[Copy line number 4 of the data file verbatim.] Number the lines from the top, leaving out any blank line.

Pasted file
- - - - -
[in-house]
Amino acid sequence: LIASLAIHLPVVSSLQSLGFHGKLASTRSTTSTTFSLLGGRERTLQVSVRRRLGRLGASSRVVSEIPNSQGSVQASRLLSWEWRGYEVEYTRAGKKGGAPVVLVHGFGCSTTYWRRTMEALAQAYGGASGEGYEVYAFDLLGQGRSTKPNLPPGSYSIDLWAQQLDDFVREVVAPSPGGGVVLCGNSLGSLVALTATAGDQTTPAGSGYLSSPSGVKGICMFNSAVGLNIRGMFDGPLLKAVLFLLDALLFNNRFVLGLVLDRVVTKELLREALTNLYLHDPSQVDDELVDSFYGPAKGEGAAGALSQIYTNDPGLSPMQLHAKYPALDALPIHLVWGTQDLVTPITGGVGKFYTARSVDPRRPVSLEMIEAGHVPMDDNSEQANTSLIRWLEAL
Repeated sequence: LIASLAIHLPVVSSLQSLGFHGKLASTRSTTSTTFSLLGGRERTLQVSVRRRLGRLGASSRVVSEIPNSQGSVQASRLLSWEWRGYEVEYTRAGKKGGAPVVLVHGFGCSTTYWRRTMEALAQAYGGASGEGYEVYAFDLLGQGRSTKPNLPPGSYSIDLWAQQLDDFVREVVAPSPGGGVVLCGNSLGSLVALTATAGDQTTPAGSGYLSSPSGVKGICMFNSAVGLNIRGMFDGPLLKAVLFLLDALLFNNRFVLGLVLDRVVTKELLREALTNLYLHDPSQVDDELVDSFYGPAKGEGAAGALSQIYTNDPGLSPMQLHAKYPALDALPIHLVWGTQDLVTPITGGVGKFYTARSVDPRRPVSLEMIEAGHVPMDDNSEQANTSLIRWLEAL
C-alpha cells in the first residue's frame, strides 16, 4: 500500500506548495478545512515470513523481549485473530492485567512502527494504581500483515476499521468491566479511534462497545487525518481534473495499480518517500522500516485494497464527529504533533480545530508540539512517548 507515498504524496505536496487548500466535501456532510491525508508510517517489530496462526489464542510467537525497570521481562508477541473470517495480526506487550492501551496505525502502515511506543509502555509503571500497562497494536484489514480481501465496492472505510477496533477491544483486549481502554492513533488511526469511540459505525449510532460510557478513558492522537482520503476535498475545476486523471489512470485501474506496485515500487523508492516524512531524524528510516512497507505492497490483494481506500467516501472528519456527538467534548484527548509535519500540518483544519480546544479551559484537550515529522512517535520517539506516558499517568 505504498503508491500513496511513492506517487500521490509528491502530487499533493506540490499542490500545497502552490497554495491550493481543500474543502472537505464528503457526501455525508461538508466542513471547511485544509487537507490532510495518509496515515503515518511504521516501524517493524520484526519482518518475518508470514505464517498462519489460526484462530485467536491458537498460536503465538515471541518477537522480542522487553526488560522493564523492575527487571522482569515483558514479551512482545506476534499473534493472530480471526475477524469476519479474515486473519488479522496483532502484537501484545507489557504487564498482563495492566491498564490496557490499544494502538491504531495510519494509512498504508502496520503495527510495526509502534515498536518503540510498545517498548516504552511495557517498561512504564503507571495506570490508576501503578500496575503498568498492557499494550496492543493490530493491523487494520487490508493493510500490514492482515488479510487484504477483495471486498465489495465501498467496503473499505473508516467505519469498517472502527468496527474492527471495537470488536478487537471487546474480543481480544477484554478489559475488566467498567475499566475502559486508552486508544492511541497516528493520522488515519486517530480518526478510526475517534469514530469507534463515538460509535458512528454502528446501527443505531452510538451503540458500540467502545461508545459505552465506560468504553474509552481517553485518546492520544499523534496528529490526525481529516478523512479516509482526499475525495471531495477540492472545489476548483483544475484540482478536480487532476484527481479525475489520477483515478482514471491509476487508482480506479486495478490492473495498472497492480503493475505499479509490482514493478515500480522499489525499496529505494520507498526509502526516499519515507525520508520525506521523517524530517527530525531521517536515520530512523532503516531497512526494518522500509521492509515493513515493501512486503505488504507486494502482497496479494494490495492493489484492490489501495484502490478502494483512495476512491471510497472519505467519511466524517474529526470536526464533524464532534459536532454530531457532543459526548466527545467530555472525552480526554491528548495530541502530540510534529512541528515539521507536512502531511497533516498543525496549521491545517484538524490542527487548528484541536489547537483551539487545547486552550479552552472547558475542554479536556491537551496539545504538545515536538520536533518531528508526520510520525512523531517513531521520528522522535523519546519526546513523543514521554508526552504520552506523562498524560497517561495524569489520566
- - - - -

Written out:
C-alpha cells in the first residue's frame, strides 16, 4: 500500500506548495478545512515470513523481549485473530492485567512502527494504581500483515476499521468491566479511534462497545487525518481534473495499480518517500522500516485494497464527529504533533480545530508540539512517548 507515498504524496505536496487548500466535501456532510491525508508510517517489530496462526489464542510467537525497570521481562508477541473470517495480526506487550492501551496505525502502515511506543509502555509503571500497562497494536484489514480481501465496492472505510477496533477491544483486549481502554492513533488511526469511540459505525449510532460510557478513558492522537482520503476535498475545476486523471489512470485501474506496485515500487523508492516524512531524524528510516512497507505492497490483494481506500467516501472528519456527538467534548484527548509535519500540518483544519480546544479551559484537550515529522512517535520517539506516558499517568 505504498503508491500513496511513492506517487500521490509528491502530487499533493506540490499542490500545497502552490497554495491550493481543500474543502472537505464528503457526501455525508461538508466542513471547511485544509487537507490532510495518509496515515503515518511504521516501524517493524520484526519482518518475518508470514505464517498462519489460526484462530485467536491458537498460536503465538515471541518477537522480542522487553526488560522493564523492575527487571522482569515483558514479551512482545506476534499473534493472530480471526475477524469476519479474515486473519488479522496483532502484537501484545507489557504487564498482563495492566491498564490496557490499544494502538491504531495510519494509512498504508502496520503495527510495526509502534515498536518503540510498545517498548516504552511495557517498561512504564503507571495506570490508576501503578500496575503498568498492557499494550496492543493490530493491523487494520487490508493493510500490514492482515488479510487484504477483495471486498465489495465501498467496503473499505473508516467505519469498517472502527468496527474492527471495537470488536478487537471487546474480543481480544477484554478489559475488566467498567475499566475502559486508552486508544492511541497516528493520522488515519486517530480518526478510526475517534469514530469507534463515538460509535458512528454502528446501527443505531452510538451503540458500540467502545461508545459505552465506560468504553474509552481517553485518546492520544499523534496528529490526525481529516478523512479516509482526499475525495471531495477540492472545489476548483483544475484540482478536480487532476484527481479525475489520477483515478482514471491509476487508482480506479486495478490492473495498472497492480503493475505499479509490482514493478515500480522499489525499496529505494520507498526509502526516499519515507525520508520525506521523517524530517527530525531521517536515520530512523532503516531497512526494518522500509521492509515493513515493501512486503505488504507486494502482497496479494494490495492493489484492490489501495484502490478502494483512495476512491471510497472519505467519511466524517474529526470536526464533524464532534459536532454530531457532543459526548466527545467530555472525552480526554491528548495530541502530540510534529512541528515539521507536512502531511497533516498543525496549521491545517484538524490542527487548528484541536489547537483551539487545547486552550479552552472547558475542554479536556491537551496539545504538545515536538520536533518531528508526520510520525512523531517513531521520528522522535523519546519526546513523543514521554508526552504520552506523562498524560497517561495524569489520566